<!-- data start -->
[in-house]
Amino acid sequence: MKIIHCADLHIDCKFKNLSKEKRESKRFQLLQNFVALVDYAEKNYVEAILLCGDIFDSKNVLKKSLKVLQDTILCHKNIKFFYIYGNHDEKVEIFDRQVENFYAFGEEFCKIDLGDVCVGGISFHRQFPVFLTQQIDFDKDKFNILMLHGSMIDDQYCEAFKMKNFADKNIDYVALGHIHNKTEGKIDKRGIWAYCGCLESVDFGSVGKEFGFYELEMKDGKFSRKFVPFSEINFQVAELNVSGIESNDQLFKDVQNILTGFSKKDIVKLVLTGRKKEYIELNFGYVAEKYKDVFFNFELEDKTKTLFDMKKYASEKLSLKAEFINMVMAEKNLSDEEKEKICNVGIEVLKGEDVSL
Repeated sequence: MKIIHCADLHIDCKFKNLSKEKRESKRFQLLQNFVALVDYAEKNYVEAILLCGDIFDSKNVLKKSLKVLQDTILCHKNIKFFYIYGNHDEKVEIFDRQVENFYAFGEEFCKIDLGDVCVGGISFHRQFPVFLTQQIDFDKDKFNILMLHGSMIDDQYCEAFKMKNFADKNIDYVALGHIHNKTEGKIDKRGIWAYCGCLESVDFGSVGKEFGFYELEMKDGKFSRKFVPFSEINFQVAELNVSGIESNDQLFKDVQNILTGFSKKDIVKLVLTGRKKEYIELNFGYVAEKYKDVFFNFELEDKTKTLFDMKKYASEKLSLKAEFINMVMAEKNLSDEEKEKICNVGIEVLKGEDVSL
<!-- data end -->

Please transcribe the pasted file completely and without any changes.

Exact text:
[in-house]
Amino acid sequence: MKIIHCADLHIDCKFKNLSKEKRESKRFQLLQNFVALVDYAEKNYVEAILLCGDIFDSKNVLKKSLKVLQDTILCHKNIKFFYIYGNHDEKVEIFDRQVENFYAFGEEFCKIDLGDVCVGGISFHRQFPVFLTQQIDFDKDKFNILMLHGSMIDDQYCEAFKMKNFADKNIDYVALGHIHNKTEGKIDKRGIWAYCGCLESVDFGSVGKEFGFYELEMKDGKFSRKFVPFSEINFQVAELNVSGIESNDQLFKDVQNILTGFSKKDIVKLVLTGRKKEYIELNFGYVAEKYKDVFFNFELEDKTKTLFDMKKYASEKLSLKAEFINMVMAEKNLSDEEKEKICNVGIEVLKGEDVSL
Repeated sequence: MKIIHCADLHIDCKFKNLSKEKRESKRFQLLQNFVALVDYAEKNYVEAILLCGDIFDSKNVLKKSLKVLQDTILCHKNIKFFYIYGNHDEKVEIFDRQVENFYAFGEEFCKIDLGDVCVGGISFHRQFPVFLTQQIDFDKDKFNILMLHGSMIDDQYCEAFKMKNFADKNIDYVALGHIHNKTEGKIDKRGIWAYCGCLESVDFGSVGKEFGFYELEMKDGKFSRKFVPFSEINFQVAELNVSGIESNDQLFKDVQNILTGFSKKDIVKLVLTGRKKEYIELNFGYVAEKYKDVFFNFELEDKTKTLFDMKKYASEKLSLKAEFINMVMAEKNLSDEEKEKICNVGIEVLKGEDVSL